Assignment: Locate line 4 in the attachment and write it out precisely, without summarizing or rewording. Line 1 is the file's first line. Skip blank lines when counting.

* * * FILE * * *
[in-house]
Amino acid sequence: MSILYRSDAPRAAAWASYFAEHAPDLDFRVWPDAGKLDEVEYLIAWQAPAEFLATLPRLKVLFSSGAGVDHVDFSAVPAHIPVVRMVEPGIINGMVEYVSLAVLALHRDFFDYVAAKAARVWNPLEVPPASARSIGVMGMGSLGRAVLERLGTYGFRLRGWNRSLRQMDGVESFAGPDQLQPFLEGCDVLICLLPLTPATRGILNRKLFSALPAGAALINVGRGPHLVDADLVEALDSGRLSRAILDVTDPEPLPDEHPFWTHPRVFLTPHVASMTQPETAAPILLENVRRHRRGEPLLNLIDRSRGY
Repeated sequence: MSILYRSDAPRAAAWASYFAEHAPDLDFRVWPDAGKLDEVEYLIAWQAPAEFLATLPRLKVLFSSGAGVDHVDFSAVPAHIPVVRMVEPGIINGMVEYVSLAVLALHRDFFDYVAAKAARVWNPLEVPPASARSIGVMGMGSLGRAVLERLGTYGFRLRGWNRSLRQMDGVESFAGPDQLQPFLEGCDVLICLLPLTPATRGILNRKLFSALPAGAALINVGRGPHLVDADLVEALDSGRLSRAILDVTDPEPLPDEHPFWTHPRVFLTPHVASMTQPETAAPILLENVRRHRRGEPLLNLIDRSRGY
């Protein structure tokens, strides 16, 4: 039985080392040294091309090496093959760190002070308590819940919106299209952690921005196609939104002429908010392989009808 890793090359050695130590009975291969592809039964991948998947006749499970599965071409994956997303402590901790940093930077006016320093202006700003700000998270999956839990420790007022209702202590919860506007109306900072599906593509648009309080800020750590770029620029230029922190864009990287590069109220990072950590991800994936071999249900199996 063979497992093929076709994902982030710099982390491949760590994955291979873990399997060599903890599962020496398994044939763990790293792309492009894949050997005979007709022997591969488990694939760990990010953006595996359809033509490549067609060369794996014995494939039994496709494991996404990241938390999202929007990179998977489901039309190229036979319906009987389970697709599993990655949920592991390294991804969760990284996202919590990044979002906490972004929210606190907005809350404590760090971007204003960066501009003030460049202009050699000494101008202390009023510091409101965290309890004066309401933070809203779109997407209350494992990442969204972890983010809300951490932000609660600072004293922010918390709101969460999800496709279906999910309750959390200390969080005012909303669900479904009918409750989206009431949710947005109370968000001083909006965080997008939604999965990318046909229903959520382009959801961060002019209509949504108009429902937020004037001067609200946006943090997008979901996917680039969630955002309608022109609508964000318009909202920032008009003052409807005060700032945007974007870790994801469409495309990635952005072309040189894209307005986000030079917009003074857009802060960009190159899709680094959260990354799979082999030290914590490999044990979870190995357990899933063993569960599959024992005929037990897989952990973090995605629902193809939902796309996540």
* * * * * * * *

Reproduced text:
């Protein structure tokens, strides 16, 4: 039985080392040294091309090496093959760190002070308590819940919106299209952690921005196609939104002429908010392989009808 890793090359050695130590009975291969592809039964991948998947006749499970599965071409994956997303402590901790940093930077006016320093202006700003700000998270999956839990420790007022209702202590919860506007109306900072599906593509648009309080800020750590770029620029230029922190864009990287590069109220990072950590991800994936071999249900199996 063979497992093929076709994902982030710099982390491949760590994955291979873990399997060599903890599962020496398994044939763990790293792309492009894949050997005979007709022997591969488990694939760990990010953006595996359809033509490549067609060369794996014995494939039994496709494991996404990241938390999202929007990179998977489901039309190229036979319906009987389970697709599993990655949920592991390294991804969760990284996202919590990044979002906490972004929210606190907005809350404590760090971007204003960066501009003030460049202009050699000494101008202390009023510091409101965290309890004066309401933070809203779109997407209350494992990442969204972890983010809300951490932000609660600072004293922010918390709101969460999800496709279906999910309750959390200390969080005012909303669900479904009918409750989206009431949710947005109370968000001083909006965080997008939604999965990318046909229903959520382009959801961060002019209509949504108009429902937020004037001067609200946006943090997008979901996917680039969630955002309608022109609508964000318009909202920032008009003052409807005060700032945007974007870790994801469409495309990635952005072309040189894209307005986000030079917009003074857009802060960009190159899709680094959260990354799979082999030290914590490999044990979870190995357990899933063993569960599959024992005929037990897989952990973090995605629902193809939902796309996540």